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A brief panorama view of Indian and Comparative Aesthetics

Art can be defined as the expression of one’s emotions and imagination through the choice of medium. Aesthetics is the school of thought that aims to uncover and explain the many aspects of art in all its forms. Further, Indian Aesthetics deals with the philosophical and symbolic meanings behind the art and its different forms of expression.

 


Indian Aesthetics: Concepts and Theories


The fundamental concept of Indian aesthetics is the rasa theory, which lays the foundation for the study of Indian art and culture. It focuses mainly on the art forms of Indian classical theatre and dance. However, in order to understand rasa, it is essential to learn about the bhavas that create these rasas. ‘Bhava’ is a reference to the state of mind that makes an artist create a piece of art, while ‘Rasa’ describes the essence or the ethos that goes into a piece of art. This is then savoured by a ‘sensitive spectator’ or a sahidaya. The Rasa theory denotes an ideology in Indian arts that examines the essence of all literary work, music, art, and music. These concepts have been spoken of in Bharat Muni’s Natya Shastra, which explores dramatic theory. 

 


Bharat Muni was a great philosopher and thinker, who studied the nature and essence of art and fine art. His insights and reflections were based on human psychology and the influence of a cultural setting on the mind. The realms of education, art and culture were influential with respect to Indian traditions and influenced his creation of the Natya Shastra. The Natya Shastra is a body of textual matter pertaining to the depiction of everyday activities of life. Bharata Muni believed that the Natya Shastra was an imitation of the world. It brought to light many interesting features related to the expression of art including, Natya, Vithi, model spectator, Bhav, vyabhichari bhav, Sattvik bhav, Vibhav, Anubhav, Rasa, Rasa sutra, Nishpatti and a continuous debate over the status of Shantih.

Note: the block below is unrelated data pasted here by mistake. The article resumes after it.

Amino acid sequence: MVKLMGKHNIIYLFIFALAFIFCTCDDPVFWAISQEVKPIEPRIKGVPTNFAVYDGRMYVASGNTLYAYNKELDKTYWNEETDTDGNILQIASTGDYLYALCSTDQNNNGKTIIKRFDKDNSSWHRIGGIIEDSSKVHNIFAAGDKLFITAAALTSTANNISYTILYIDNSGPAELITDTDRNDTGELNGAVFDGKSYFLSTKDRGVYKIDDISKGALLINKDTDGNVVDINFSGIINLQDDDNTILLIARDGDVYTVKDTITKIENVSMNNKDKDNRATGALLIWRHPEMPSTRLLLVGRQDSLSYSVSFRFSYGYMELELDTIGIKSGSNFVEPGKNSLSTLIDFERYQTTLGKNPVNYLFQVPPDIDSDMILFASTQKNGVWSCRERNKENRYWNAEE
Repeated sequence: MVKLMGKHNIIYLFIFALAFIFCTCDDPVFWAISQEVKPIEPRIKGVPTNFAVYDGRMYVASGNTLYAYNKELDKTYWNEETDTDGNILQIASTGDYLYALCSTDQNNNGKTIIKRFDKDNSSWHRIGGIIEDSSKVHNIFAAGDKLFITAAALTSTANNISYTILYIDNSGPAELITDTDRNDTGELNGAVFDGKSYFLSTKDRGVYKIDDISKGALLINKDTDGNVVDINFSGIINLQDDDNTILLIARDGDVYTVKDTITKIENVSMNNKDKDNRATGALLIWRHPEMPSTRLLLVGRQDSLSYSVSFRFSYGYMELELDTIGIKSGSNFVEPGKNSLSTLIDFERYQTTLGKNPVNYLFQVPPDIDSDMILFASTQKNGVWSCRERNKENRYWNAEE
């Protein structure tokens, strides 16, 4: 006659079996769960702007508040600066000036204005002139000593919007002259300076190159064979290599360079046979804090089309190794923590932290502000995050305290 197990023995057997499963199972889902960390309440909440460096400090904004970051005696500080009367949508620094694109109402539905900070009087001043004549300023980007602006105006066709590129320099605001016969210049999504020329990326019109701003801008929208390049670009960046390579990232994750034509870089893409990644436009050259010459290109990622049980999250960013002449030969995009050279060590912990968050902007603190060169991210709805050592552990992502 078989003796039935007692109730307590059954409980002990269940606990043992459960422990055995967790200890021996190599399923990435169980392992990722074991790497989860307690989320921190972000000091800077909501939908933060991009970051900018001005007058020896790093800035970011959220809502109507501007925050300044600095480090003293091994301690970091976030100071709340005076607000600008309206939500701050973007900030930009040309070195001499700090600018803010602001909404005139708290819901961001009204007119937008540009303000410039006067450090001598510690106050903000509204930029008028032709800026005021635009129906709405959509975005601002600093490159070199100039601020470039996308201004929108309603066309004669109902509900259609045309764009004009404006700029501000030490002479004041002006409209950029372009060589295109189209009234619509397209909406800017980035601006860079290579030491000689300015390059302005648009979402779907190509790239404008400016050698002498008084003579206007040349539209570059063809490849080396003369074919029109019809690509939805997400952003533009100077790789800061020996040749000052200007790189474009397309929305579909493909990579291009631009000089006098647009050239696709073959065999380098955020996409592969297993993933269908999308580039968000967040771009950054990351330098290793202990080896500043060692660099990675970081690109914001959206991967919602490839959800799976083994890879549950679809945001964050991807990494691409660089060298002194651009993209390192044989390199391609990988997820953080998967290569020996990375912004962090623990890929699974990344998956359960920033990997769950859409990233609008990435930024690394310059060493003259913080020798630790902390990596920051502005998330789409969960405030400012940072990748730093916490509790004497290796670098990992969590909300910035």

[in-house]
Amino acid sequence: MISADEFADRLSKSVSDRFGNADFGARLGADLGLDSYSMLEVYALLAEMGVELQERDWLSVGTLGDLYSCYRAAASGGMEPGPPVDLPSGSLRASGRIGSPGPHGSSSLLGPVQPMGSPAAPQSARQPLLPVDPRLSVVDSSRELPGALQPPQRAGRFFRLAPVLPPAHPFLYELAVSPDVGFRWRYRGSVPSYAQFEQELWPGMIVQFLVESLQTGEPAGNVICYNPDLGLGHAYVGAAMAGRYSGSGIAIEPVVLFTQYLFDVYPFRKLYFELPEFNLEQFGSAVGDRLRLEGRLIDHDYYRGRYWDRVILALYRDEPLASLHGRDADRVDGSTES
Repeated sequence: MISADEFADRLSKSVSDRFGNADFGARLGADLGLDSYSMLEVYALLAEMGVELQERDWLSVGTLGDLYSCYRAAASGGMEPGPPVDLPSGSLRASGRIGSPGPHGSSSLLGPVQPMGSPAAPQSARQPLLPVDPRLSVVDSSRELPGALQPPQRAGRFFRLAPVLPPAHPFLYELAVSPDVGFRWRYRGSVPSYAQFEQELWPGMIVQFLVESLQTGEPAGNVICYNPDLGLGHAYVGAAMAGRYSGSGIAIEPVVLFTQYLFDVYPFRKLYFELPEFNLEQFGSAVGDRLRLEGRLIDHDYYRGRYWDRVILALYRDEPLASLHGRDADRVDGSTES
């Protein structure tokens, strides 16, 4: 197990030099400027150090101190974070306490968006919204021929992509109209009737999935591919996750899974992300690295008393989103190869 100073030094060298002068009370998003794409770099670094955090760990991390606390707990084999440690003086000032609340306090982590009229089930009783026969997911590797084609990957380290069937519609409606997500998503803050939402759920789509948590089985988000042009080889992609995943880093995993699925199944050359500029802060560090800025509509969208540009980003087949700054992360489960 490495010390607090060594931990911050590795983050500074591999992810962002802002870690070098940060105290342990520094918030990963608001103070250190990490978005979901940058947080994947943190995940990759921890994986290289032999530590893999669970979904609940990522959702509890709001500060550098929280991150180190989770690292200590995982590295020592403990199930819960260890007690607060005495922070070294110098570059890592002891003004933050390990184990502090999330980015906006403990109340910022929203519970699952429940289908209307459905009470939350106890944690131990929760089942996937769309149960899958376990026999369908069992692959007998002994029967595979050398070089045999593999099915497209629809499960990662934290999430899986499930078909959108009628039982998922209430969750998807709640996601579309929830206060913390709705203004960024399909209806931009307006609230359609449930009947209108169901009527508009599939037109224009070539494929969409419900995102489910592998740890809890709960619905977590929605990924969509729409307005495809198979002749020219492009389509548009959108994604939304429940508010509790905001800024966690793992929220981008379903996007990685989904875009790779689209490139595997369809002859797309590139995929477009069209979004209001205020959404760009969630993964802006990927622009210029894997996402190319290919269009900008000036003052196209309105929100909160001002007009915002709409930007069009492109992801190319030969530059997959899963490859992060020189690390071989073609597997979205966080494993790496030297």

Indian Comparative Aesthetics


All structured comparative studies conducted on Western and Indian aesthetics start with Poetics by Aristotle and the Natya Shastra by Bharata Muni. Poetics is an important piece of literature that plays a pivotal role in the discernment of the Western idea of dramatic theory and aesthetics. On a similar trajectory, the most significant literary piece when it comes to Indian aesthetics is the Natya Shastra. In comparing these two revolutionary literary works, we find that the focus in both, are very different. For instance, in Aristotle’s Poetics, he emphasises on catharsis, while in Bharata’s Natya Shastra, emphasis is given to the concepts of Rasa and Bhava. 


Upon examination of the Natya Shastra, we learn of the purpose of Natya (drama). Brahma professed that the motif of the Natya or drama should be relatable to everyone and include all sentiments and values. The primary aim of Natya was to bring pleasure to people, apart from providing cultural and social knowledge about the Indian culture. The Natya Shastra is said to comprise 6000 slokas (hymns). The first commentary on the Natya Shastra was given by Abhinavagupta. The Natya Shastra accounts for 10 forms of Rupakas (plays) - Nataka, Prakaran, Samavakara, Ihamrga, Dima, Vyayoga, Anka, Prashan, Bhana and Vithi. It also specifies the 4 forms of Abhinaya (acting) - Angika (through body movements), Vachika (by speech), Aharya (costumes and makeup) and Sattvika (through the subtle movement of the face) 



FAQ’s:



Q1. Who developed the concept of Indian Aesthetics? 


Although Bharata Muni wrote of the aesthetic forms in India and its significance, the person who developed this discipline was the philosopher and scholar Abhinavagupta. He applied the teachings of Bharata Muni and applied it to all forms of Indian art. 



Q2. What are Abhinavagupta's views on the rasa theory of aesthetics? 


He believed that ‘there is no poetry without rasa’. In other words, the rasa or experience of aesthetics and basic emotions (sthayi bhava) irrespective of the situation, mimetic changes and momentary emotions are interdependent on each other.